City-Led Efforts to Decarbonize the Electric Grid 

In 2019, CPS Energy emitted 12.8 metric tons of CO2e per capita.  

Last Updated: August 2021

Utility Climate Mitigation Goal

In 2021, SDG&E announced its intention to produce power with zero carbon emissions by the year 2045. The year corresponds to California's target goal to get 100% of its electricity from carbon zero sources. To achieve this goal, SDG&E will need to reduce emissions by 3.85% annually from 2019 levels.

City-Led Efforts to Decarbonize the Electric Grid

The City of San Diego initiated the establishment of San Diego Community Power (SDCP), a Community Choice Aggregator that will serve the City of San Diego customers, as well as customers in the cities of Chula Vista, Encinitas, Imperial Beach, and La Mesa. As of summer 2021, SDCP will serve both commercial and residential customers. Additionally, the City is currently negotiating the 50-year electric and gas franchise agreement with SDG&E and intends to leverage the negotiation to increase deployment of renewable and distributed energy generation by the utility.

The city of San Diego is engaged in various regulatory proceedings at the California Public Utility Commission (CPUC) and advocates on behalf of the City and/or the community to encourage more renewable generation adoption. The City provided comments in response to the CPUC proceeding addressing microgrids and microgrid tariffs, and the City advocated in the Net Energy Metering proceeding for grandfathering of older net metering rates that the City used to calculate its cost-benefit analysis. The City also participated the regulatory process involving exit fees, which are fees charged to customers who buy electricity from government-run community choice programs rather than traditional utilities.

The City of San Diego is also working with SDG&E for renewable energy interconnection. SDG&E has agreed to put excess generation on the grid and receive credit through RES-BCT tariff. To meet the City’s 2015 Climate Action Plan’s goal of 100% renewable by 2035, City has implemented several privatized solar installations interconnected with utility grid where the City buys solar energy at a fixed bundled price which includes the Renewable Energy Certificates.

Last Updated: July 2021

Utility Climate Mitigation Goal

In 2018, the State of California set a goal of achieving zero-emission energy sources for its electricity generation by 2045. To achieve this goal, PG&E will need to reduce emissions by 3.7% annually from 2018 levels.

City-Led Efforts to Decarbonize the Electric Grid

CleanPowerSF is the City’s Community Choice Aggregation (CCA) program, delivered in partnership with PG&E. CleanPowerSF began delivering cleaner energy to San Francisco neighborhoods in May 2016, and currently serves more than two thirds of San Francisco’s total citywide electricity use. In 2020, the program entered into new contracts to add 260 MW of battery storage to expand renewable energy reliability and capacity.

Currently, over 380,000 customers are enrolled in CleanPowerSF. CleanPowerSF has a target of retaining 95% of its active services and have 5% of eligible accounts enrolled in SuperGreen. As of spring 2020, 2% of customers had opted into the SuperGreen program, with an overall program retention rate of 96.1%.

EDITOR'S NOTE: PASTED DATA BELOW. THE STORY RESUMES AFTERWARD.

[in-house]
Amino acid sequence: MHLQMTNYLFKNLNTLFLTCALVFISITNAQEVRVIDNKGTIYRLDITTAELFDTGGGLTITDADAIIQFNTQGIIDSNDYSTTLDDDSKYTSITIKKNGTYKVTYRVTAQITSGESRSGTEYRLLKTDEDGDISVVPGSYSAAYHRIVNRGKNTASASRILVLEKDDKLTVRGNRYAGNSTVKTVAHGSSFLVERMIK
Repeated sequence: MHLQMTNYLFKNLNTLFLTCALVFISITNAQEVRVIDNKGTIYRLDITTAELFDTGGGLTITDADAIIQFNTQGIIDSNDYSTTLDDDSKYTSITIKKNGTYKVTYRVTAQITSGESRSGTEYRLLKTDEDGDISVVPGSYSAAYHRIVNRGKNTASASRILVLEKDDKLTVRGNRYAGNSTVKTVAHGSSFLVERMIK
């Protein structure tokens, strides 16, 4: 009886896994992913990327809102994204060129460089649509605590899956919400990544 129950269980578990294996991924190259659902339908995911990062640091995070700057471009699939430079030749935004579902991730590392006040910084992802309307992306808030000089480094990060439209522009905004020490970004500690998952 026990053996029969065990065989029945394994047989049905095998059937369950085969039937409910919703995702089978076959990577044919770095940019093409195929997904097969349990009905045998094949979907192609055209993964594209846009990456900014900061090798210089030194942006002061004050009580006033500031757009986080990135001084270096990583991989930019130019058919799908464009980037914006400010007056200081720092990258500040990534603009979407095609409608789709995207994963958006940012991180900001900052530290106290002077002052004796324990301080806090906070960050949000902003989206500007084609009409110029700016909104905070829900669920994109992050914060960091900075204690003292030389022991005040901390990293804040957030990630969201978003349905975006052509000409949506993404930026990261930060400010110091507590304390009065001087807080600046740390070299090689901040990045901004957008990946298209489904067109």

Last Updated: July 2021

Utility Climate Mitigation Goal

In 2018, the State of California set an ambitious goal of relying on entirely zero-emission energy sources for its electricity by 2045. To achieve this goal, PG&E will need to reduce emissions by 3.7% annually from 2018 levels.

City-Led Efforts to Decarbonize the Electric Grid

San José Clean Energy (SJCE) supplies power to the majority of San José residents and businesses, nearly 330,000 customers (less than 1.5% of customers opted to remain with PG&E). As of March 2021, SJCE serves over 345,000 customers and maintains a participation rate of about 98%. The current power mix for SJCE’s default service, GreenSource, supplies customers with about 40% renewable and 92% carbon free electricity. Customers can also upgrade to TotalGreen to power their home or business with 100% renewable and carbon-free energy. As of March 2021, about 1,100 accounts are enrolled in TotalGreen. SJCE estimates its customer demand for renewable energy will total 2,000 GWh annually by 2022. To meet customer demand, SJCE has contracted for nearly 500 MW of new renewable energy and 10 MW of battery storage since 2019, with two projects planned to come online by the end of 2021 and two by the end of 2022.

Last Updated: July 2021

Utility Climate Mitigation Goal  

At this time, PREPA does not have a carbon emissions target in place.   

City-Led Efforts to Decarbonize the Electric Grid 

To our knowledge, the city of San Juan does not participate in activities or strategies to help spur or encourage more utility-scale or distributed renewable energy generation from its local electric utility, such as testifying in public utility commission proceedings related to renewable energy, creating a formal partnership with the electric utility on renewable generation, or participating in utility planning efforts to increase renewable generation. 

Last Updated: July 2021  

Utility Climate Mitigation Goal

In 2005, Seattle City Light became the first electric utility in the country to achieve zero net greenhouse gas emissions, and has maintained carbon neutral status in subsequent years. Over 80% of the power produced by SCL is generated from hydroelectric power, and the remaining power is generated from a mix of power sources, excluding coal and natural gas.

City-Led Efforts to Decarbonize the Electric Grid

Because Seattle City Light is powered by carbon-free energy sources, the City of Seattle achieved zero emissions per capita in 2019.  

Last Updated: July 2021

Utility Climate Mitigation Goal